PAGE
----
By month:December 2010
It used to be that when you claimed a Section 179 expensing deduction, you locked that deduction in stone for the year you claimed it. Because of the economic downturn caused by 9/11, lawmakers wanted to stimulate the economy. Accordingly they increased Section 179 expensing and, fearing that some business people would miss this opportunity, they inserted a window of opportunity during which you may amend your tax return for Section 179 expensing.
Revenue Procedure 2010-13 requires disclosure of the business and rental groups you form to avoid the disallowance of losses under the passive-loss rules. At first glance, you might think, “Oh, no, not more disclosures.” But further examination shows an audit-proofing aspect to this disclosure that is most appealing.
Do you provide supper or other meal money when you require your employees to work overtime? If so, is the meal money a tax-free fringe benefit or is it additional W-2 compensation to the employees?
You can amend your Section 179 deduction. However, when you chose IRS mileage rates, tax law grants you no Section 179 deduction and no ability to amend your tax return to claim it. You can recover many of those missed deductions by switching to the actual expense method as described in this article.
Under the right circumstances, you can provide tax-free lunches to your employees. That’s nice. But what about you? How do you, the business owner, qualify for this tax-free fringe benefit?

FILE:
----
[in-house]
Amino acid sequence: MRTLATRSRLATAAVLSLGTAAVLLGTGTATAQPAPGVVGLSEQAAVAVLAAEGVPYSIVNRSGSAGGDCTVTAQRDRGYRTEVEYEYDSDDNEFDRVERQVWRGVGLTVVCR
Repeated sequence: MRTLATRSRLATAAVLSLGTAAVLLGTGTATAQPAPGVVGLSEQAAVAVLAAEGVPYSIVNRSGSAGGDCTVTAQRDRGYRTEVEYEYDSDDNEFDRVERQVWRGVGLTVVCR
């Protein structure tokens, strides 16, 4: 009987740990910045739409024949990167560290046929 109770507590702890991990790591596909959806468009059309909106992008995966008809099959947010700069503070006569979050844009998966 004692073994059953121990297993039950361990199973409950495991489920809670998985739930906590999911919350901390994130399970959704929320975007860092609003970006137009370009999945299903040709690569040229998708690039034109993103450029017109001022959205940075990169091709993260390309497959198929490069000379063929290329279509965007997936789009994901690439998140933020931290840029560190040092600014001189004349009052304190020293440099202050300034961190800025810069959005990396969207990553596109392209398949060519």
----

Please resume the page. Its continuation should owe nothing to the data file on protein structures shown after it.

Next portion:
The properties owned and the activities of the landlord determine whether the landlord can Section 179 expense a snowblower in whole or in part.
Follow the nine steps in this article to ensure that tax law treats your loan gone bad as a real loan rather than as a fake loan. Real loans give you tax-favored bad-debt deductions when uncollectible. Uncollectible fake loans give you undesirable capital contributions and nondeductible business gifts.
The IRS often visits a business that loses money year after year when the owner has another substantial source of income. But that combination of facts—income and losses—does not automatically make the loss activity a nondeductible hobby. There are nine factors that need consideration, and one of those factors carries huge weight.
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